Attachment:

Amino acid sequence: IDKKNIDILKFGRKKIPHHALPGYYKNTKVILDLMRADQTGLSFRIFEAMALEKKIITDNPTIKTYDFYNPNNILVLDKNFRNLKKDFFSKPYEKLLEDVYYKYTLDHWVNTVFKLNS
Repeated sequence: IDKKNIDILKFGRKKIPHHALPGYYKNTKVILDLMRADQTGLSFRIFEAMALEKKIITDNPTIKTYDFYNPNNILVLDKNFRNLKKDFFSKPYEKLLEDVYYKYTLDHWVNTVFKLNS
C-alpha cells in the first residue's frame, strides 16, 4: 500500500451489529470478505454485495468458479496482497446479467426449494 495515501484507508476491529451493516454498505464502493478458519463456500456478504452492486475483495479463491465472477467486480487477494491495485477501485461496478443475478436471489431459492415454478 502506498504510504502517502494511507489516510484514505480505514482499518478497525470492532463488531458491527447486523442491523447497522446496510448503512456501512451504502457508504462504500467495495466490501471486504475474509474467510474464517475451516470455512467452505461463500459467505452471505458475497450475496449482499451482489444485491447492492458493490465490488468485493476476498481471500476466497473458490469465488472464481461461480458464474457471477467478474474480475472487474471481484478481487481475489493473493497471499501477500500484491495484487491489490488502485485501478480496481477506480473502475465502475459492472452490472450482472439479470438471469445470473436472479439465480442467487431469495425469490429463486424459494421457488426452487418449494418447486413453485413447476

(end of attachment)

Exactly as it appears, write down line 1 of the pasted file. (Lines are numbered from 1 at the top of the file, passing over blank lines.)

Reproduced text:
Amino acid sequence: IDKKNIDILKFGRKKIPHHALPGYYKNTKVILDLMRADQTGLSFRIFEAMALEKKIITDNPTIKTYDFYNPNNILVLDKNFRNLKKDFFSKPYEKLLEDVYYKYTLDHWVNTVFKLNS